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To ensure proper allocation of Covid Vaccines, we need a scientific formula!

In April 2021, as India’s daily case count reached 300,000, a political dispute erupted between the Union government and some states over a purported vaccine shortage. This is the latest failure in India’s covid experiment. Several state health ministers have accused the federal government of restricting supply to their jurisdictions. The problem is particularly pressing due to a lack of clarity at a time when India requires vaccine allocations based on a research model that is both reliable and successful. It is unclear what the current vaccine distribution formula is across states. It is critical to employ straightforward statistical equations that account for covid severity. To that end, two doctoral fellows at the international institute for population sciences, Mumbai, have developed an integrated formula that recognizes six predictors of disease severity and assigns equal weightage to each.

What factors determine the vaccination process?

The need for and distribution of vaccines across states is determined by the scale of their populations, their susceptibility to the pandemic, and their sensitivity to the pandemic. A collection of six metrics that included three dimensions: demography, the magnitude of the new wave, and infection susceptibility, can be used. The three are assigned an equal weight in order to generate an overall ranking, which is nothing more than a proposed share of vaccines to be delivered to a state or Union territory (UTs).

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How did they sect these dimensions?

The demographic dimension is represented by the proportion of India’s population aged 45 and above across states and union territories. The percentage distribution of overall reported cases and deaths attributed to covid in the two weeks leading up to April 22 covers the magnitude, while the risk is measured using three indicators: the proportion of the population aged 45 and above with multimorbid conditions, the proportion of the rural population not served by community health centres (CHCs), and the percentage of the population not served by CHCs.

According to a wide range of literature, a higher share of urban dwellers and older people with multimorbidity conditions, combined with a lack of access to quality healthcare, increases the vulnerability to Sars-CoV-2 infections and deaths. The first five indicators were derived from Population Projections for India, the Longitudinal Ageing in India Study, and the National Family Health Survey reports.

The rural population of the CHCs is estimated by taking the state-wise number of CHCs from the 2019-20 Rural Health Statistics Report and the overall rural population from the Population Projections for India and the States report based on the criteria recommended by the National Health Mission (NHM). A CHC is supposed to serve 120,000 people in the plains and 80,000 people in hilly/tribal areas, according to NHM guidelines. The team used a 100,000-person threshold for states with a large mix of plains and hilly/tribal regions. A rural population is classified as a rural population not covered by CHCs if it exceeds the product of the number of CHCs and the standard population served by a CHC. Maharashtra, Uttar Pradesh, Karnataka, Bihar, and West Bengal are the top five states that seem to be in dire need of vaccines, according to this suggested formula. Given their high risk, these five states should collectively receive 50% of India’s overall vaccines; however, the most recent estimates for the first vaccine dosage show that they have only received around 37% of the total. This indicates a disparity in delivery, and the increasing number of fatalities each day leaves no room for error. Moving on to individual states, Delhi and Maharashtra receive only 56% and 57% of the proposed share, indicating a massive gap in vaccination coverage. Similarly, the formula shows that Tamil Nadu, Uttar Pradesh, Punjab, and Bihar have a 30% coverage gap. Karnataka, Chhattisgarh, Jharkhand, Andhra Pradesh, Telangana, and West Bengal, on the other hand, are providing optimal shares to ensure adequate vaccine coverage. Vaccination rates were higher in Madhya Pradesh, Meghalaya, Nagaland, Haryana, Kerala, Uttarakhand, Jammu and Kashmir, and Gujarat. Larger states like Odisha and Rajasthan, and smaller states like Himachal Pradesh, Mizoram, Arunachal Pradesh, Tripura, and Sikkim, on the other hand, are getting much more doses, up to 200 per cent of their proposed share.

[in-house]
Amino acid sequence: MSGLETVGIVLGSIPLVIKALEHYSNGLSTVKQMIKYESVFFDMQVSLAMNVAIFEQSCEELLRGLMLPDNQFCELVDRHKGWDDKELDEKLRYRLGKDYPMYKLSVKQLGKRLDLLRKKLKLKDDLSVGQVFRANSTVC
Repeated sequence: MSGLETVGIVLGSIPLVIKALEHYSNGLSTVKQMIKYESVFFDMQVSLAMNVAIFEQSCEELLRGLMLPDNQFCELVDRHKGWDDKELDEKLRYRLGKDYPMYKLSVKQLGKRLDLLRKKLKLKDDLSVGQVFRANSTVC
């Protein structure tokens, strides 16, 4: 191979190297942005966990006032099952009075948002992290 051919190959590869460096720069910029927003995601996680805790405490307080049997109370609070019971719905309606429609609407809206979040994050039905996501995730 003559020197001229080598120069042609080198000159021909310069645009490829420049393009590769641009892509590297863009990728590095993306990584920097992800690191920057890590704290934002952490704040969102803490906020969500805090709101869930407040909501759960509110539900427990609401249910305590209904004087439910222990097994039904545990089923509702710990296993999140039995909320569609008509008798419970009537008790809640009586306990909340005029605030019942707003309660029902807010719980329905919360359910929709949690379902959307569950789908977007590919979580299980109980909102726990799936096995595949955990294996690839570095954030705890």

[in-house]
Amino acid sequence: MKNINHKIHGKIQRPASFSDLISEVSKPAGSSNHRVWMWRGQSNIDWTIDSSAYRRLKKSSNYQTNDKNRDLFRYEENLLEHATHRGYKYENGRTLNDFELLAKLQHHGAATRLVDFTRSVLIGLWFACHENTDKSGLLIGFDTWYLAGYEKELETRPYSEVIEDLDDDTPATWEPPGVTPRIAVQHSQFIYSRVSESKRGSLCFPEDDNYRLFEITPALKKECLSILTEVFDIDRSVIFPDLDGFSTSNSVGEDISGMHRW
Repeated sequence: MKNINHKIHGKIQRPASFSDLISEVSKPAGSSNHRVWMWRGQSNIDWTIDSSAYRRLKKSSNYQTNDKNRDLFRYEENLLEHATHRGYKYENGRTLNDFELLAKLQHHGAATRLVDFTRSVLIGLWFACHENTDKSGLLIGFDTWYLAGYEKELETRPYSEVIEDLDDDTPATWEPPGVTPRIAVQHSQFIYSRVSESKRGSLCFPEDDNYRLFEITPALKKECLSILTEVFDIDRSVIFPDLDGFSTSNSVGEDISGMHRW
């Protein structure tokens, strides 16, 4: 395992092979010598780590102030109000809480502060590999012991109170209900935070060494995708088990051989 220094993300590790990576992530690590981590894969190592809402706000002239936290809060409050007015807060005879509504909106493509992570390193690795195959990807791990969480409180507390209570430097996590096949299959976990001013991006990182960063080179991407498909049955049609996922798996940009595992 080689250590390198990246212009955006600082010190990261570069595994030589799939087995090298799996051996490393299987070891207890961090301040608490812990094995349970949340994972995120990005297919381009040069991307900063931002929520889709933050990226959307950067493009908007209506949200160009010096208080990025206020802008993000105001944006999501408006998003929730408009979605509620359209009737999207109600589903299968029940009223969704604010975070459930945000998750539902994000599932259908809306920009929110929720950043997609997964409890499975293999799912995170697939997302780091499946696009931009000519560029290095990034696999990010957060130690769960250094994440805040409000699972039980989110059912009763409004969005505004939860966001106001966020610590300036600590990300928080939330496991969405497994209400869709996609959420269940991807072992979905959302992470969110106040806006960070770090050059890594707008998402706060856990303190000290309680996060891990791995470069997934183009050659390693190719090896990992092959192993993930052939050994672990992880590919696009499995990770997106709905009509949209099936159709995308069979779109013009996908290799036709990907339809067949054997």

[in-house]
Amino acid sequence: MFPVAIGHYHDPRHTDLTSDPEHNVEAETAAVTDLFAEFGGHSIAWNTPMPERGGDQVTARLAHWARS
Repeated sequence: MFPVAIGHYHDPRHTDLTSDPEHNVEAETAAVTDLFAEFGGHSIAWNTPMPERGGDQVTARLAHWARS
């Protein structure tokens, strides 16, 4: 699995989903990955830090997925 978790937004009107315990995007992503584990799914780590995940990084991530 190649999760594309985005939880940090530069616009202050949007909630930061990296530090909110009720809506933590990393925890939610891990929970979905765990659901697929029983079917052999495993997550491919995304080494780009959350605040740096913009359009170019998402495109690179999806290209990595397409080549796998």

Similar criteria, assessing the distribution and severity of the pandemic in different cities and administering vaccinations accordingly, can also be calculated within states. It is noteworthy that in this type the vaccination depending on the magnitude of the pandemic is allocated in a specific state for two weeks prior to 22 April. Per week, these values must be revised and vaccine distribution modified. In addition, the demographic factor can be modified to obtain the respective values given the allowance for the younger age group.

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Conclusion

Finally, without any waste, vaccines have to be used to their maximum capacity Positive components of the first step of vaccinations were observed in Italy, but their citizens had hesitancy and reservations about vaccine over time. Given the current surge in covid cases in India, it is therefore important to have as much population as possible covered by a well-equipped system. In view of the current wave of virus in India, an equipped system is, therefore, necessary to reach as much of the population as possible at doses. The government needs to develop a sharper vaccination policy to enable more people, particularly the most vulnerable, to get jabs and result in minimal waste.

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